Diabetes Feed

Granny Flats: Is the Investment a Good Idea?

BalanceWhether known as Granny flats, in-law flats or intergenerational apartments, there is a small trend in real estate toward families living together. They may be adding onto homes or even installing or building separate dwellings on their property so that their elders can live with them yet both generations have significant independence. I reviewed the book ‘In-laws, Outlaws and Granny Flats’ Beautiful, Practical Guide to Intergenerational Living in the past and have been revisiting the topic lately to see how the trend is holding.

Read full article on HealthCentral about whether an in-law apartment is the best investment for your family:

Purchase Minding Our Elders: Caregivers Share Their Personal Stories – paperback or ebook

An amazing book of stories that will touch your heart and encourage you, especially if you are a caregiver. Carol  Bradley Bursack also has an excellent web site devoted to the elderly and their caregivers. - Carol Heilman


Heart and Brain Health Closely Related

HeartHealthFor years the Alzheimer's Association has made good use of the catch phrase "what's good for the heart is good for the brain." As additional research is conducted in both areas, that simple phrase is proving to be solid thinking. The startling admission of notable researchers who attended the 2014 Alzheimer's Association International Conference in Copenhagen that a healthy lifestyle is, at this point, the best hope we have to prevent or delay Alzheimer’s symptoms underscores this concept. Not surprisingly, the lifestyle recommended for preventing Alzheimer’s disease is also the lifestyle that is recommended for staving off heart attacks and stroke.

Read full article on HealthCentral about the relationship between heart health and brain health:

Support a caregiver or jump start discussion in support groups with real stories - for bulk orders of Minding Our Elders e-mail Carol


Burning Calories May Increase Gray Matter

BicyclesWe are made to move. Increasing the amount of physical exercise in our lives can help us maintain a healthy weight, prevent heart disease, and simply make us feel better. Exercise has also repeatedly been shown to help maintain a healthy brain. Most recently, according to the Journal of Alzheimer's Disease, a study led by Cyrus Raji, MD, PhD, at UCLA, added significantly more value to existing information about exercise and Alzheimer’s.

Read full article on HealthCentral about how exercise may increase gray matter:

Purchase Minding Our Elders: Caregivers Share Their Personal Stories – paperback or ebook

“I hold onto your book as a life preserver and am reading it slowly on purpose...I don't want it to end.”  Craig William Dayton, Film Composer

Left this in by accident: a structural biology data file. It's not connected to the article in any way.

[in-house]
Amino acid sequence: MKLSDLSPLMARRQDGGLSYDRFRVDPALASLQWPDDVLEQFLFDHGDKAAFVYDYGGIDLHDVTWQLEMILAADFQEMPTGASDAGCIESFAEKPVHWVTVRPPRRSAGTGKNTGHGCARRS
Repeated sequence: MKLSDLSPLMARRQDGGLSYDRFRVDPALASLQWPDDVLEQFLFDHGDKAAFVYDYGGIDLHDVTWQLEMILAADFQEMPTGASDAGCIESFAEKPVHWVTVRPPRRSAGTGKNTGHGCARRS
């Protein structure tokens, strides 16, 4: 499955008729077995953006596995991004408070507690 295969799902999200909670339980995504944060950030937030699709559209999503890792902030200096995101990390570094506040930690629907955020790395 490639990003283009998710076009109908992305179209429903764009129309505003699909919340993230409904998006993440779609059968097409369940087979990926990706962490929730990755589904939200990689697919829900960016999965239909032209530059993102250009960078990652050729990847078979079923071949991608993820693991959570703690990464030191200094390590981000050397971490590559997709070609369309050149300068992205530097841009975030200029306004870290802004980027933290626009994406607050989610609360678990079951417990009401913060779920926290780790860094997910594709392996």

Respecting Elders’ Dignity May Require Accepting Risk

GardeningLadyIt’s difficult to watch our parents age. As their hair grays, wrinkles form and age spots multiply, we adult children can find ourselves feeling protective. We want to keep them healthy. We want to know that they are safely at home when there’s the slightest risk of bad weather. We don’t want them taking risks that could result in an injury. That’s love, after all, and parents appreciate being loved. It’s a mistake, however, to make yourself the director of your parents’ lives simply because they are piling on years.

Read more on HealthCentral about accepting certain risks for the good of our loved one: 

Purchase Minding Our Elders: Caregivers Share Their Personal Stories – paperback or ebook

“I hold onto your book as a life preserver and am reading it slowly on purpose...I don't want it to end.”  Craig William Dayton, Film Composer


Alzheimer's Disease Impairs Insulin Signaling, May Increase Diabetes Risk

Exercise6According to the latest research, the long-held theory that diabetes may cause Alzheimer’s could prove to be the reverse, at least in some cases. In the journal Alzheimer’s and Dementia, scientists from the Icahn School of Medicine at Mount Sinai published study results suggesting that Alzheimer’s disease (AD) impairs insulin signaling in the area of the brain that is responsible for regulating metabolism. The study finds this impaired signaling makes a person with Alzheimer’s disease more susceptible to diabetes.

Read complete article on HealthCentral about how AD impairs insulin:

Purchase Minding Our Elders: Caregivers Share Their Personal Stories – paperback or ebook

“I hold onto your book as a life preserver and am reading it slowly on purpose...I don't want it to end.”  Craig William Dayton, Film Composer